Your browser version is outdated. We recommend that you update your browser to the latest version.

Translate this page

For Braille, large print or audio, please contact us.

Parent View - Give Ofsted your view on your child's school

Appleton Wiske Community Primary School

Pupil Premium Funding 2018-19

The Pupil Premium is additional funding for publicly funded schools in England to raise the attainment of disadvantaged pupils of all abilities and to close the gap between them and their peers. Schools attract £2300 per 'looked-after child' (CLA) and £1320 per ‘free school meals’ child (FSM) within the last 6 years. Pupils from service families also attract Pupil Premium funding at the level of £300 per child; this money is used to support pupils’ pastoral needs. At Appleton Wiske Community Primary School, we ensure that teaching and learning opportunities meet the needs of all our children and that appropriate provision is made for children who belong to vulnerable groups. We recognise that not all children who receive the Pupil Premium funding will be socially disadvantaged and that some children who are socially disadvantaged do not qualify for free school meals. Our aim is to allocate the Pupil Premium funding to support any child who has been identified as being socially disadvantaged or who belongs to a vulnerable group. The Pupil Premium funding is carefully targeted at disadvantaged children in order for them to make accelerated progress and achieve age related expectations. The range of provision we typically make for this group of children includes:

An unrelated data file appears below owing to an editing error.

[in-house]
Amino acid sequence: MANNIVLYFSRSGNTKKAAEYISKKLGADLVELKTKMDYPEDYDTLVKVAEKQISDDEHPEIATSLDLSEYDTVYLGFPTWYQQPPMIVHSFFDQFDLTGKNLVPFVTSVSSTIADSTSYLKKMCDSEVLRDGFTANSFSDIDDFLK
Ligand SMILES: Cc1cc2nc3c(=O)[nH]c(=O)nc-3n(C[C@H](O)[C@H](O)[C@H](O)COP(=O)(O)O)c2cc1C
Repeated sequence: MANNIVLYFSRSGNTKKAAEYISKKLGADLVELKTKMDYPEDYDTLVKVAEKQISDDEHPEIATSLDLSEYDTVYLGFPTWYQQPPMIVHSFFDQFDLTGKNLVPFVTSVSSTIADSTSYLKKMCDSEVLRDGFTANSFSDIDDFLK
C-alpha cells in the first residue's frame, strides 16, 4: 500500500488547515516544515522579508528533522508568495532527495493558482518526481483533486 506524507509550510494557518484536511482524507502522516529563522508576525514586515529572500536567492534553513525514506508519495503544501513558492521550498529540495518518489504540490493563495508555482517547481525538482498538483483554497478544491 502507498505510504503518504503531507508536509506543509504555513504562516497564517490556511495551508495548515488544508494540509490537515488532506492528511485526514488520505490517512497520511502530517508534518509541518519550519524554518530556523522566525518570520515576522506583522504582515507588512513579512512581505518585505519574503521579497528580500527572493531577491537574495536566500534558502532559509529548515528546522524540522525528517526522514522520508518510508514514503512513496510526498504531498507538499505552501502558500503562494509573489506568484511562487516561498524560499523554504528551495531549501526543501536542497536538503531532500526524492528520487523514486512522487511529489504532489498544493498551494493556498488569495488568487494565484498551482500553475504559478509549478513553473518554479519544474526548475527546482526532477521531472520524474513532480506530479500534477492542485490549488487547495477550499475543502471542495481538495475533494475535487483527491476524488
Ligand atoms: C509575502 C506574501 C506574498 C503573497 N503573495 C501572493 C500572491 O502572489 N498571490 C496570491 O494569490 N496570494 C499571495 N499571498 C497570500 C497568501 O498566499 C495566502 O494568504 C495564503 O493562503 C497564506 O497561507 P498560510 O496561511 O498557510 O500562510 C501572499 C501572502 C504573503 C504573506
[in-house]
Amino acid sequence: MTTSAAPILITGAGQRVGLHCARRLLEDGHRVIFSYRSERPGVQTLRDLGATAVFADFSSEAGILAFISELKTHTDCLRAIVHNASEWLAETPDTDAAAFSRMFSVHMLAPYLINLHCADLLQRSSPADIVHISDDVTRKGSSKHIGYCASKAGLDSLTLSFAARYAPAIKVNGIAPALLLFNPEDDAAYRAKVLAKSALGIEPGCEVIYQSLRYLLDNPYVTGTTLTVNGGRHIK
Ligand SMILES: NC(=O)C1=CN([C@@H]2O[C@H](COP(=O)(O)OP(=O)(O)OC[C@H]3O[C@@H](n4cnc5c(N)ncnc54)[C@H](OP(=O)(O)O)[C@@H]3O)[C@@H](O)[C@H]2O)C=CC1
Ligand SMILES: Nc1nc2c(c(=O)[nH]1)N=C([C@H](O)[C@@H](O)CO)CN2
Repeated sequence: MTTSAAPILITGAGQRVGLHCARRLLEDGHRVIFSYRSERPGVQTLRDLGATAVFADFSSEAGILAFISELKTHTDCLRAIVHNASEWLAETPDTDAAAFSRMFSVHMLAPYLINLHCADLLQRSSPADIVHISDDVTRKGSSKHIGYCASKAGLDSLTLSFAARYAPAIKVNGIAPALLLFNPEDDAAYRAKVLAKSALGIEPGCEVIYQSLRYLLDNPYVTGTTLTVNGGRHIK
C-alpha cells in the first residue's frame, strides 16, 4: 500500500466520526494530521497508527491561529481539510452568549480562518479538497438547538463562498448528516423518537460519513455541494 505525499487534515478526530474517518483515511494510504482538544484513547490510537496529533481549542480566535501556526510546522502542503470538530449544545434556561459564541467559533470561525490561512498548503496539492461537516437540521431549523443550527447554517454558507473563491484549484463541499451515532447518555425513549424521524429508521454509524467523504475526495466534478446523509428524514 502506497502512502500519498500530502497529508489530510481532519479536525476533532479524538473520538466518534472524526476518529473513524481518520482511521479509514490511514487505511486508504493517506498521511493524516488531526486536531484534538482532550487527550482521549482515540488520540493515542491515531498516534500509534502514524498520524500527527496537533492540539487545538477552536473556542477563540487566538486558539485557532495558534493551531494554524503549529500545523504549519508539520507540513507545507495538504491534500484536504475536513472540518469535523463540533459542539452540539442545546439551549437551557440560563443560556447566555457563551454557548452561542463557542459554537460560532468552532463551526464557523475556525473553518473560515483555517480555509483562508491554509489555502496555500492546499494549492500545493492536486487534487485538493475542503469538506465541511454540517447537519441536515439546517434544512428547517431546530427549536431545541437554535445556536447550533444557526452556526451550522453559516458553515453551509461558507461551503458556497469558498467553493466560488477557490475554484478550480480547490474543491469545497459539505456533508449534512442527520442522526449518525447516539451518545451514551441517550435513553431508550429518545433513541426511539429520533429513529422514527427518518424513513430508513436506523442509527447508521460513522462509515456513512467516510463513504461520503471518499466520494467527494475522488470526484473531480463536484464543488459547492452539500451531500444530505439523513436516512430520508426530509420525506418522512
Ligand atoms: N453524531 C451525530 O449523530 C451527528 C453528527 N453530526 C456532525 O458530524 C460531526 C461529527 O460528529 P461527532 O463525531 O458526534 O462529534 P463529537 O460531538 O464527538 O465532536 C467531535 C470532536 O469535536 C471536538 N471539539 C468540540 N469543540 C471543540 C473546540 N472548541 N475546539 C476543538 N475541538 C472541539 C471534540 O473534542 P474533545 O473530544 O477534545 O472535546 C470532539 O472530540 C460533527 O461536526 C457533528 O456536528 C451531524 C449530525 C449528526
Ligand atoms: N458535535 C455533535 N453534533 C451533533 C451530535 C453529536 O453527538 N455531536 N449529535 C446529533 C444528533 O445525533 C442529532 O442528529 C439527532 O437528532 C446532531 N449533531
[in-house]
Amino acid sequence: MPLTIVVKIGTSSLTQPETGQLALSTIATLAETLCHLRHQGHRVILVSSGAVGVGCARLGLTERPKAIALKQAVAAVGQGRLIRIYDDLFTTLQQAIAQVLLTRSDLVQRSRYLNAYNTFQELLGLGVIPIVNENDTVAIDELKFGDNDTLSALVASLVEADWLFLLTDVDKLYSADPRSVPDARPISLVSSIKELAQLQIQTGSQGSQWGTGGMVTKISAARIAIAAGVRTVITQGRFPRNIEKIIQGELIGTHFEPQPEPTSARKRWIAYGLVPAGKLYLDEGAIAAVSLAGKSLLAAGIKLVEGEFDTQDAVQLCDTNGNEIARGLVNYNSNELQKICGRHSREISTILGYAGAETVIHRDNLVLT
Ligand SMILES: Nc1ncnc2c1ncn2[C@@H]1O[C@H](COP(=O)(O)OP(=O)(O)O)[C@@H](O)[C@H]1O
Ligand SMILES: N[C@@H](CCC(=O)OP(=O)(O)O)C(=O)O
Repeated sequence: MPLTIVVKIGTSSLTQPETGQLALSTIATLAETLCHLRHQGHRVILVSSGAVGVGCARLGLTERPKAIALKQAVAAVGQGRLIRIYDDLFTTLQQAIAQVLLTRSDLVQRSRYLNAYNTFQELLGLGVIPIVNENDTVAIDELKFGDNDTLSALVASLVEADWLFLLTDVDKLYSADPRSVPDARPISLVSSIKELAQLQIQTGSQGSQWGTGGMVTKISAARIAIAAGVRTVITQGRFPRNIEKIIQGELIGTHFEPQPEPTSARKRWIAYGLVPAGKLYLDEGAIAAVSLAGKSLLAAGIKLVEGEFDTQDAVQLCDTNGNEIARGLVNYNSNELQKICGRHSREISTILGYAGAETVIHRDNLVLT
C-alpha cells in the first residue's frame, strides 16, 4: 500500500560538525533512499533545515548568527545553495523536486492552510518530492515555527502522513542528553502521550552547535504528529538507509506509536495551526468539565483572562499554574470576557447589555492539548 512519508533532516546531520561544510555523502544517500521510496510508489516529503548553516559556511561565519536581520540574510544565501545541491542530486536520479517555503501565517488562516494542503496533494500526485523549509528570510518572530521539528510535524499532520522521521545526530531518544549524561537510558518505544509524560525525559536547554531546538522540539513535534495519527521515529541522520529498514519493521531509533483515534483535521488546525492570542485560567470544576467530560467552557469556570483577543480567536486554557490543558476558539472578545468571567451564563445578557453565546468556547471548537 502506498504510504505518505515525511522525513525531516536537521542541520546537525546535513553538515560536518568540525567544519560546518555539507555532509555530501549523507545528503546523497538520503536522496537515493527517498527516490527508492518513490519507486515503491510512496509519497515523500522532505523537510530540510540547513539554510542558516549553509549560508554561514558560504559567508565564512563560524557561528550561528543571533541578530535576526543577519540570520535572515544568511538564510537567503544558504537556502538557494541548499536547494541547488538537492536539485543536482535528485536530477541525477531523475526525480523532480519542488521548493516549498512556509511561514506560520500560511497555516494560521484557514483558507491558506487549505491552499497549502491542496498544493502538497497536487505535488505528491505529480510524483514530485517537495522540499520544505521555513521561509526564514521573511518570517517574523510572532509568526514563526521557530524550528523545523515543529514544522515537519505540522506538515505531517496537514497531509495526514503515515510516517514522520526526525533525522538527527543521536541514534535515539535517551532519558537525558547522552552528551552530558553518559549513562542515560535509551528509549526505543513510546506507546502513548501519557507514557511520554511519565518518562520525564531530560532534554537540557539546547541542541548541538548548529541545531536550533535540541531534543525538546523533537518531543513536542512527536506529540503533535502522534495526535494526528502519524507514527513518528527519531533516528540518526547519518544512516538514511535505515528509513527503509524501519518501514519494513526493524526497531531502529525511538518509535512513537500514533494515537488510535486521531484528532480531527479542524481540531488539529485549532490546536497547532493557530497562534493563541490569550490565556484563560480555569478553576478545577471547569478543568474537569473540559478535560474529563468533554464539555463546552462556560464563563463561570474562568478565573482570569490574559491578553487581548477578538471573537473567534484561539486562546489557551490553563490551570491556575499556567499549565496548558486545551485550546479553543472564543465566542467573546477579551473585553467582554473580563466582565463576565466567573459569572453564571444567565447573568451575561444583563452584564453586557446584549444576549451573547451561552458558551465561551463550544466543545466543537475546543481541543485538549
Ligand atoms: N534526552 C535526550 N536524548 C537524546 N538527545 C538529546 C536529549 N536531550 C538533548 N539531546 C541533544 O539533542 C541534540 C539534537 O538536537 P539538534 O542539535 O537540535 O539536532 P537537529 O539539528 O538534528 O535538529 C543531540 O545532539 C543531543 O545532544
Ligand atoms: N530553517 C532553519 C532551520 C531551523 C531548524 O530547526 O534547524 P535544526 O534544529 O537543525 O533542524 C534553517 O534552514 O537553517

• Additional teaching assistant time for targeted interventions and classroom support
  • Specific and personalised resources
  • Guidance and support from external agencies when appropriate
  • Booster classes for Year 6 children
  • Staff training (CPD) which impacts on the progress of disadvantaged pupils  
  • Subsidising extra-curricular activities in order for all pupils to have equal opportunities

Progress of pupils is carefully monitored by all staff, the Head Teacher and Governors and analysis of data is rigorous.


In preparing this strategy, we have taken into consideration the Education Endowment Foundation’s ‘Teaching and Learning Toolkit’. Strategies referenced in the EEF toolkit are highlighted in green text.

Appleton Wiske Community Primary School

Pupil Premium Strategy Statement 2018-19

1. Summary Information


Appleton Wiske Community Primary School

Academic Year


Total PP budget Apr 2018-Mar 2019


Date of most recent PP review



Total PP budget Apr 2019-Mar2020


Total Number of Pupils


Number of pupils eligible for PP Jan 2018


Date for next internal review of this strategy

April 2019

Number of pupils eligible for PP Sep 2018



2. Current attainment at the end of Key Stage 2


Pupils eligible for PP

Pupils not eligible for PP

% achieving expected standard or above in reading, writing and maths



% making at least expected progress in reading



% making at least expected progress in writing



% making at least expected progress in maths



The DfE’s policy is to suppress (SUPP) publication of figures relating to a very small cohort in order to make sure the pupils cannot be identified.


3. Barriers to future attainment (for pupils eligible for PP including high ability)

In-school barriers


English and mathematics attainment for some pupils in receipt of the Pupil Premium is below non PP. Pupils in receipt of the Pupil Premium are making expected progress in English and maths but should be targeted to make accelerated progress.